Id. at 580. The distinctions between Montgomery and the instant case are almost too obvious to enumerate: Montgomery involved a decisionmaker, not an advocate, who himself had personal and financial interests in the matter, and who chose to disqualify himself on that ground. This meager authority hardly "demolishes" the Attorney Generalís statutory right to hire outside counsel on a contingent basis. The other cited cases are similarly inapposite, involving in most cases judicial officers or criminal prosecutors who had direct personal interest in matters they were handling. See, e.g., Tumey v. Ohio, 273 U.S. 510 (1927)(due process right to impartial judge violated when decisionmaker received a personal benefit from fines levied); Ward v. Village of Monroeville, 409 U.S. 57 (1972)(due process right to impartial judge violated when mayor of village adjudicated traffic offenses, the fines for which went directly into the village coffers); Young v. United States ex rel. Vuitton et Fils S.A., 481 U.S. 787 (1987) (invalidating court appointment in a contempt action of a private prosecutor who had a personal interest in the matter and would make all prosecutorial decisions himself).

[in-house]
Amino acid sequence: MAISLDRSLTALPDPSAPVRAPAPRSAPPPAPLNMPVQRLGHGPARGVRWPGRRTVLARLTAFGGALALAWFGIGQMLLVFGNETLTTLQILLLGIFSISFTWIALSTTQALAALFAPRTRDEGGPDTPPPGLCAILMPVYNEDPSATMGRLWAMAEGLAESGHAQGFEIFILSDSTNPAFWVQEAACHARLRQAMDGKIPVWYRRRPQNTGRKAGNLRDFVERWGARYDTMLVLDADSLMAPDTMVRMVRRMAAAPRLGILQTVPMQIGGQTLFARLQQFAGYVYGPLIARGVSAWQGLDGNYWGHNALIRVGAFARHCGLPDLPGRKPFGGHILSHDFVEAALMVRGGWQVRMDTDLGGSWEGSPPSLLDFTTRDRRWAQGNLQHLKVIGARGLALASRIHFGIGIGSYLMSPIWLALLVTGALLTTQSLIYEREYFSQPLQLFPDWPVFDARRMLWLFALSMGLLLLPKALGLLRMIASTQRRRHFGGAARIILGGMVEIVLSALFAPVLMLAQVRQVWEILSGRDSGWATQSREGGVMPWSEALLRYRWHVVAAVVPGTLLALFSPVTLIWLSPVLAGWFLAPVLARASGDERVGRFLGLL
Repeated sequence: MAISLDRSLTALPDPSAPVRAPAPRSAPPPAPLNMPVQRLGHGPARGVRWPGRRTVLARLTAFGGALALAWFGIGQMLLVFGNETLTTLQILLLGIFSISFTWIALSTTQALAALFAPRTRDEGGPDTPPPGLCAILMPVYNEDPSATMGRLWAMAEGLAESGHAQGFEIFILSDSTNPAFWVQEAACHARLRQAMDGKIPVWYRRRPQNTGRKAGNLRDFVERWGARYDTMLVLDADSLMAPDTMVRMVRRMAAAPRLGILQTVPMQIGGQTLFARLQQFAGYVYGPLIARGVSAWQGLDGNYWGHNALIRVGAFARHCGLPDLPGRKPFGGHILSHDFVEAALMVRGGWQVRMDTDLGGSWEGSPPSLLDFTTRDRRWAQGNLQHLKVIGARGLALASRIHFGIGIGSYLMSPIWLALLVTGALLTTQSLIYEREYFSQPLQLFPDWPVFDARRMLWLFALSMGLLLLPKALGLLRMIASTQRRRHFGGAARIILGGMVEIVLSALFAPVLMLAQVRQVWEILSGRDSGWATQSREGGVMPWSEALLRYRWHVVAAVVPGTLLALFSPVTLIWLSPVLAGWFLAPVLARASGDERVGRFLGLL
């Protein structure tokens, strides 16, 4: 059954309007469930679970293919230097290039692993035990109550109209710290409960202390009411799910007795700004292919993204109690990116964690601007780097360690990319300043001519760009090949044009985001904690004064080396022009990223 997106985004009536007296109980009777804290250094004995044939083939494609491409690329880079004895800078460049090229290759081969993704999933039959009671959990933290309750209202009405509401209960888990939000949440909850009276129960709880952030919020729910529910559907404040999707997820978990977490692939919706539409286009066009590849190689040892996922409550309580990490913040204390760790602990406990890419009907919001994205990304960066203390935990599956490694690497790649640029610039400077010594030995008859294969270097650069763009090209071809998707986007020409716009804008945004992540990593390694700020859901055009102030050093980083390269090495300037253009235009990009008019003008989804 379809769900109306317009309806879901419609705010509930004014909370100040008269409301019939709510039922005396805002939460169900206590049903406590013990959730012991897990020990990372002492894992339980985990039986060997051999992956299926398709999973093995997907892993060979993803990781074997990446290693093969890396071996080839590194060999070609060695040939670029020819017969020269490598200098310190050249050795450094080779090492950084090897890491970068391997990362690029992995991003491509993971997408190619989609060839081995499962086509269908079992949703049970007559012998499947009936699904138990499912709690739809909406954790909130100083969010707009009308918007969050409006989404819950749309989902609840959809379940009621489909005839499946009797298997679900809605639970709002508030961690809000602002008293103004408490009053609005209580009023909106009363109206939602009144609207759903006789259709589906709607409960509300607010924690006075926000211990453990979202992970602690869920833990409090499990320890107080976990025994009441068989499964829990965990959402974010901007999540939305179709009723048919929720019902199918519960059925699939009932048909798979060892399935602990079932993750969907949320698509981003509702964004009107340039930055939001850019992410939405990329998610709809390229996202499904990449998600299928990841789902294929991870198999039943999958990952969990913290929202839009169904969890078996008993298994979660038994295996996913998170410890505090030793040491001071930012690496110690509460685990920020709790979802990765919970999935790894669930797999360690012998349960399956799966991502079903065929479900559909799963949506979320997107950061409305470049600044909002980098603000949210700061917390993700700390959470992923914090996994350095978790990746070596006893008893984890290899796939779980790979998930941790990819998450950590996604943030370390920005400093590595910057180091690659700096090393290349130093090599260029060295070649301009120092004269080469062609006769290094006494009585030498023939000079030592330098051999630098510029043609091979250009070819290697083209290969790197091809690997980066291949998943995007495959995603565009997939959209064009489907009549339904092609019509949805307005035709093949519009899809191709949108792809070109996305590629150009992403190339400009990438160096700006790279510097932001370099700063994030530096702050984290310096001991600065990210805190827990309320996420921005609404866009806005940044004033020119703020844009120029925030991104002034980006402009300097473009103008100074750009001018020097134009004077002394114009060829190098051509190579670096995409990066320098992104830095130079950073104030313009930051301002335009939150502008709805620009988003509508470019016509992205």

The Tobacco Industry cites only one case in which a contingent fee arrangement with outside counsel for the government was disapproved, People ex rel. Clancy v. Superior Court (Ebel), 705 P.2d 347 (Cal. 1985), cert. denied, 475 U.S. 1121 (1986), and that case itself specifically held "certainly there are cases in which a government may hire an attorney on a contingent fee to try a civil case." Id. at 352. Moreover, subsequent cases have distinguished Clancy and limited it to its peculiar facts. See, e.g., Davis v. Southern Bell Tel. & Tel., 149 F.R.D. 666, 680-81 (S.D. Fla. 1993)(stating that Clancy has no application to a case where there is "an independent check on attorney conduct").